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Bonner Bonuses: Campaign Cash Transfers May Violate PAC-to-PAC Ban

By Lee Hedgepeth
Alabama Political Reporter

MONTGOMERY – From January until days before this year’s June 3 primary, the political campaign committee – the campaign war chest – of now retired Congressman Jo Bonner began to empty. Bonner, however, was not spending the money himself, as he is no longer running for public office, but working at the University of Alabama. Instead, Bonner’s campaign committee transferred its contents to the coffers of GOP candidates across the state, causing what has become a political and possible legal firestorm.

The PAC-to-PAC transfer, which was signed into law by former Governor Bob Riley, provides that it is “unlawful for any principal campaign committee… to make a contribution, expenditure, or other transfer of funds to any other principal campaign committee,” punishable as a Class A misdemeanor.

Bonner’s committee, identified on the Alabama Secretary of State’s website as the “Jo Bonner for Congress Committee,” began transferring campaign dollars to other candidates as early as August of last year, with a $2,000 donation to Stimpson for Mayor, the campaign committee for the now Mayor of Mobile.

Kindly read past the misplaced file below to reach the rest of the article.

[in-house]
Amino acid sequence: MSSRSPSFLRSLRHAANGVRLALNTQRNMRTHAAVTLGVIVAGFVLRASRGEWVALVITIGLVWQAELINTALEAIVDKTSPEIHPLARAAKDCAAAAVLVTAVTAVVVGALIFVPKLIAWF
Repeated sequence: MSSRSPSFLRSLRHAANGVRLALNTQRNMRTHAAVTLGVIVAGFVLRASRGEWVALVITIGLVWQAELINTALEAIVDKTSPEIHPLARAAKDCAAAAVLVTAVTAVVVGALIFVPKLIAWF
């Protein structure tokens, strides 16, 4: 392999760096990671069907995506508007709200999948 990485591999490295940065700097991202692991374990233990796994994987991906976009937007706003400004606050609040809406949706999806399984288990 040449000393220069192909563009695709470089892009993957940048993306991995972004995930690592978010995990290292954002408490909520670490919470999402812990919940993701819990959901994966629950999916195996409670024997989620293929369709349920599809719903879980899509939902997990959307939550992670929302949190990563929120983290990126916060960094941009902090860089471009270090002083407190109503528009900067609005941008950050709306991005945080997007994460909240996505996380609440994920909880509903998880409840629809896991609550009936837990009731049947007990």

Since then, Bonner’s committee provided nearly a dozen donations to candidate committees in the state, including Del Marsh for State Senate, Luther Strange for AG, Kay Ivey for Lt. Gov, and Jabo Waggoner for Senate totalling a little under $10,000.

Each of the donations, with the exception of that to Stimpson for Mayor, was $1,000 or less, a fact that most of the candidates on the receiving end of the campaign dollars say is crucial to the legality of the transactions.

Democratic candidate for Attorney General and current State Representative Joe Hubbard originally tried to clear the issue up by asking for an official opinion the matter. The AG’s office wrote back to Hubbard denying his standing to request an opinion.

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In the media, however, Attorney General Strange, along with others who benefitted from the campaign dollars, point to a provision of the PAC-to-PAC transfer ban that provides for federal to state transfers of up to $1,000, and given the former Congressman’s federal position, and the financial disposition of the donations, the transactions cause no ethical or legal doubt. Indeed, the Secretary of State’s Office has confirmed they agree with this interpretation.

Rep. Hubbard disagrees:

“The Attorney General should know [the intent of the legislature]… because he is the one charged with enforcing the law,” Hubbard said. “I find it interesting he’s going to search for whatever loophole he can find.”

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